U.S. labor market cools, GDP revised down

by The City Wire staff ([email protected]) 70 views 

BLOOMBERG — The number of Americans applying for unemployment benefits rose to a one-month high and companies hired fewer workers than forecast, casting doubt on the vigor of the labor market.

First-time claims for unemployment insurance payments increased by 10,000 to 383,000 in the week ended May 26, according to Labor Department data released Thursday (May 31). Private employment climbed by 133,000 in May, Roseland, N.J.-based ADP Employer Services said. The median estimate of 39 economists surveyed by Bloomberg News called for an advance of 150,000.

Stocks and Treasury yields fell as the figures pointed to weakness in the world’s largest economy just as Europe’s debt crisis intensifies. Other reports released Thursday showed gross domestic product grew less than initially estimated in the first quarter and business activity in May expanded at the slowest pace in more than two years.

“All the signposts are in the same direction — which is for slowing job growth,” said Michelle Meyer, a senior U.S. economist at Bank of America Corp. in New York, who projected claims would rise. “The backdrop for consumer spending is weak. This is the recovery of fits and starts and it seems like we are entering a slow patch again.”

Companies may be wary of adding workers until they see more evidence of a pickup in consumer spending. A Labor Department report set for a Friday release may show private payrolls rose by 160,000 in May, and unemployment held at 8.1%, economists projected. Including government workers, employment probably rose by 150,000 following a 115,000 April increase that was the smallest in six months.

“Businesses have exhibited an extreme degree of caution in terms of capital investment as well as hiring,” said Stephen Stanley, chief economist at Pierpont Securities LLC in Stamford, Conn. “Things are just kind of slogging along.”

The Institute for Supply Management-Chicago Inc. said its barometer decreased to 52.7, the lowest since September 2009, from 56.2 in April. Readings greater than 50 signal growth. Economists projected the gauge would rise to 56.8, according to the median of 55 estimates in a Bloomberg survey.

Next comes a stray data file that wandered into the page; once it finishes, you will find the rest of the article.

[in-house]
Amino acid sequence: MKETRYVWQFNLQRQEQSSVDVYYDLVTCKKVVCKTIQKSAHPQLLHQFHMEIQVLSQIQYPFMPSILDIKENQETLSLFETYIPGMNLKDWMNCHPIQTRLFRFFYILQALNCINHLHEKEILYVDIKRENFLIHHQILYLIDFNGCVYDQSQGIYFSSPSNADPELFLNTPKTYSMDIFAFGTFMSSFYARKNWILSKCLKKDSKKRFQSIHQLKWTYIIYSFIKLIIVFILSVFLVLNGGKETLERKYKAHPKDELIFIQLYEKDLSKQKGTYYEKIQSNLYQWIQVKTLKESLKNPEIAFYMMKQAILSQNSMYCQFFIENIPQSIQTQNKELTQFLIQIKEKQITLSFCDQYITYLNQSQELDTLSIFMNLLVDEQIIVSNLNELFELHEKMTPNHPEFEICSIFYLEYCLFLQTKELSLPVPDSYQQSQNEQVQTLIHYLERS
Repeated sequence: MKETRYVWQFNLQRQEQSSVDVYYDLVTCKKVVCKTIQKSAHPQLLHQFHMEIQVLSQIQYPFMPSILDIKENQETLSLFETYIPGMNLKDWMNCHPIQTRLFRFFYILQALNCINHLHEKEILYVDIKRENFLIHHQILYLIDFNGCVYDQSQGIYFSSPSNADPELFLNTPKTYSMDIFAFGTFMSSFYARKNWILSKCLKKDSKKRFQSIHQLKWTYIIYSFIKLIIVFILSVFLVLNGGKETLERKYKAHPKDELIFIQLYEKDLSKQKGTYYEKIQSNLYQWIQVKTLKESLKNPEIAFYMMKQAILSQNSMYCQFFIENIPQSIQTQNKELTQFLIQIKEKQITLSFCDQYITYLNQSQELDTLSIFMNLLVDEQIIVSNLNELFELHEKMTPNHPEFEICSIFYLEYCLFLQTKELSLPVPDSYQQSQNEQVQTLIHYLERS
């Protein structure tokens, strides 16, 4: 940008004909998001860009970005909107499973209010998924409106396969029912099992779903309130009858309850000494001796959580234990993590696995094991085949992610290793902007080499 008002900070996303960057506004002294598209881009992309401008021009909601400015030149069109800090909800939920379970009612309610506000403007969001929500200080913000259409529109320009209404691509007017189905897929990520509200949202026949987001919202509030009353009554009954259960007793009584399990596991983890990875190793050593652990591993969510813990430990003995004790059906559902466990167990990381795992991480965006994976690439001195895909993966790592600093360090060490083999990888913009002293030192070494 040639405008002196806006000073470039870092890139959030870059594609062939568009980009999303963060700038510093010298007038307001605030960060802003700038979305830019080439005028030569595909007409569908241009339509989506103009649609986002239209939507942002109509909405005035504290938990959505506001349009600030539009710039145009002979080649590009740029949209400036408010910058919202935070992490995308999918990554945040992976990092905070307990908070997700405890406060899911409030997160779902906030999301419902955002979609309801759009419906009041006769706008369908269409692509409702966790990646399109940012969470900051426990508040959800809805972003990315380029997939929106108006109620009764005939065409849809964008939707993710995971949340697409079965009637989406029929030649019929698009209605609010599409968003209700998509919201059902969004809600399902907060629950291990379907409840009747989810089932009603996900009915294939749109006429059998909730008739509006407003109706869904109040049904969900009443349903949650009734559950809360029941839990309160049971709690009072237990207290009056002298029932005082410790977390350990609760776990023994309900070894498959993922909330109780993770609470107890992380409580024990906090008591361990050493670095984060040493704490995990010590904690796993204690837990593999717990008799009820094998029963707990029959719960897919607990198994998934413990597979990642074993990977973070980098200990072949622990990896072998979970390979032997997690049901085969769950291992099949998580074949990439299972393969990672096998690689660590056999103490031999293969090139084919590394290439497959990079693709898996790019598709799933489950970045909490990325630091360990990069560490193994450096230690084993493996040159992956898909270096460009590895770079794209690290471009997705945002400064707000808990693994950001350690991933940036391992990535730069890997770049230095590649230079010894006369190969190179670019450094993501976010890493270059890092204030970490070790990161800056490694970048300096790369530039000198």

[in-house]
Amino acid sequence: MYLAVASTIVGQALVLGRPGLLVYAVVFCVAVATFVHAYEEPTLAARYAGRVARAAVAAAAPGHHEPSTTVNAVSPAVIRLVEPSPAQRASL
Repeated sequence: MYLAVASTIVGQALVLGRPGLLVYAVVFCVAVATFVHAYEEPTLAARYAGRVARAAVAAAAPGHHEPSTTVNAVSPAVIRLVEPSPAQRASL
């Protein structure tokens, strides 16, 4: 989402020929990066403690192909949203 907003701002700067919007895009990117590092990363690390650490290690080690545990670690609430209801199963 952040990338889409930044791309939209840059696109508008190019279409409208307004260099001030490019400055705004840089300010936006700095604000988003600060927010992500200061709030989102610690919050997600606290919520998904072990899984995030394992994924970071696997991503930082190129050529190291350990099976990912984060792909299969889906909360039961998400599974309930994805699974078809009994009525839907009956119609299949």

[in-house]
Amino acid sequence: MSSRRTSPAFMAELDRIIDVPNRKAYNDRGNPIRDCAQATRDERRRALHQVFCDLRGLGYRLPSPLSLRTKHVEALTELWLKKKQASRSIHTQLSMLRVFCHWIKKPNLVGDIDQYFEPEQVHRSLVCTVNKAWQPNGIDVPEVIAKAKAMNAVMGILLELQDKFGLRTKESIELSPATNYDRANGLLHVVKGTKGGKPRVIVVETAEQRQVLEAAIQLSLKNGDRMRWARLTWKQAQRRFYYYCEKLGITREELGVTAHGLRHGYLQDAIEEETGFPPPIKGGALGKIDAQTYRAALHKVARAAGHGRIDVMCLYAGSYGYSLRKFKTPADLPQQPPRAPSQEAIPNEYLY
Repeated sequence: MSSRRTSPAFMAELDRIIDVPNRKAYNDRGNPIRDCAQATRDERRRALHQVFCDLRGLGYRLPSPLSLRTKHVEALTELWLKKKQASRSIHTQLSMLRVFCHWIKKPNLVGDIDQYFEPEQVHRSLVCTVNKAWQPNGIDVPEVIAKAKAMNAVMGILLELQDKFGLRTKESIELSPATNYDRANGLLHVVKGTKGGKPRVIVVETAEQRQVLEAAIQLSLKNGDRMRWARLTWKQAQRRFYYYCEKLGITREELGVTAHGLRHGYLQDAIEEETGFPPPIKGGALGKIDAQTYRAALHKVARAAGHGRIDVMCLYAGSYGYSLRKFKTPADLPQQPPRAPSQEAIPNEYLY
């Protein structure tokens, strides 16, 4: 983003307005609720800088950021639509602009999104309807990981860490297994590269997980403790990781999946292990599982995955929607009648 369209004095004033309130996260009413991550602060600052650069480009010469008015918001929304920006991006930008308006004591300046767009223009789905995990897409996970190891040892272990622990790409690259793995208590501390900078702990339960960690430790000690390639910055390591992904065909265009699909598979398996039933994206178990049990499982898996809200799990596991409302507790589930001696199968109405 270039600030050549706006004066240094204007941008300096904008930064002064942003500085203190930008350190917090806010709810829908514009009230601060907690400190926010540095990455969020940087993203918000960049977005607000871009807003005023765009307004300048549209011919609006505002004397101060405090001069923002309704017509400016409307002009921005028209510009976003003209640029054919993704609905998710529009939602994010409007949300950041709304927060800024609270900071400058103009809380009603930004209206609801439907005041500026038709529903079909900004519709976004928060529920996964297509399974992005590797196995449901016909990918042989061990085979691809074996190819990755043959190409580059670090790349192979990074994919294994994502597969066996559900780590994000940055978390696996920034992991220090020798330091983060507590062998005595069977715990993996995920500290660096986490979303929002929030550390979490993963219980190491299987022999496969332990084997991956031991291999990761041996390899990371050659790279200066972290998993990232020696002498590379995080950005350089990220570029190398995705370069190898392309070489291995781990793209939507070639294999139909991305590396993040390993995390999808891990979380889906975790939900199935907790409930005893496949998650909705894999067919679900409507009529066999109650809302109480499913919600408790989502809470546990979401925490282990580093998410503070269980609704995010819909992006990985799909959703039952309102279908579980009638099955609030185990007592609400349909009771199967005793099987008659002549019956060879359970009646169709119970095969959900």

Gross domestic product climbed at a 1.9% annual rate from January through March, down from a 2.2% prior estimate, reflecting smaller gains in inventories and bigger government cutbacks, according to revised Commerce Department figures released Thursday. The report also showed corporate profits rose at the slowest pace in more than three years and smaller wage gains at the end of 2011.

The U.S. cooled last quarter just as other global economies also lost steam. Growth in the 17-nation euro region stagnated in the first quarter from the same time in 2011. China’s economy expanded 8.1% in the first three months of 2012 from a year earlier, the slowest pace in 11 quarters.

Revisions to income figures may raise concern about whether purchases can sustain similar gains. Wages and salaries rose by $28.9 billion in the fourth quarter, less than the $89.1 billion gain previously reported. That reduced the saving rate to 4.2% at the end of 2011. The rate decreased to 3.6% in the first quarter, the lowest since the fourth quarter of 2007.

Gasoline prices have declined since the end of the first quarter, leaving consumers with more to spend on other goods and bolstering confidence in their finances.

The Bloomberg Consumer Comfort Index rose to minus 39.3 in the week ended May 27 from minus 42 in the prior period. The reading was little changed from this year’s average of minus 38.9. All three of its components — the economy, personal finances and buying plans — advanced.

“I remain cautiously optimistic about improving economic trends as the year goes on and I feel like our North American business is performing OK in a difficult environment,” Ron Sargent, chief executive officer of office-supply retailer Staples Inc., said during a May 16 earnings call. “We continue to see modest improvement in the U.S. economy and ongoing weakness in Europe.”